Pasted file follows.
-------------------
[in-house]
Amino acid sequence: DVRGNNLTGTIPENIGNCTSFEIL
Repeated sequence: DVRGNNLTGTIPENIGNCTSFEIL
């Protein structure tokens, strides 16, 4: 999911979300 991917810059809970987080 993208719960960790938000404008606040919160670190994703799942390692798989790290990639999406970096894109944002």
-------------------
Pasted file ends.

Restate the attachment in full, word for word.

[in-house]
Amino acid sequence: DVRGNNLTGTIPENIGNCTSFEIL
Repeated sequence: DVRGNNLTGTIPENIGNCTSFEIL
């Protein structure tokens, strides 16, 4: 999911979300 991917810059809970987080 993208719960960790938000404008606040919160670190994703799942390692798989790290990639999406970096894109944002």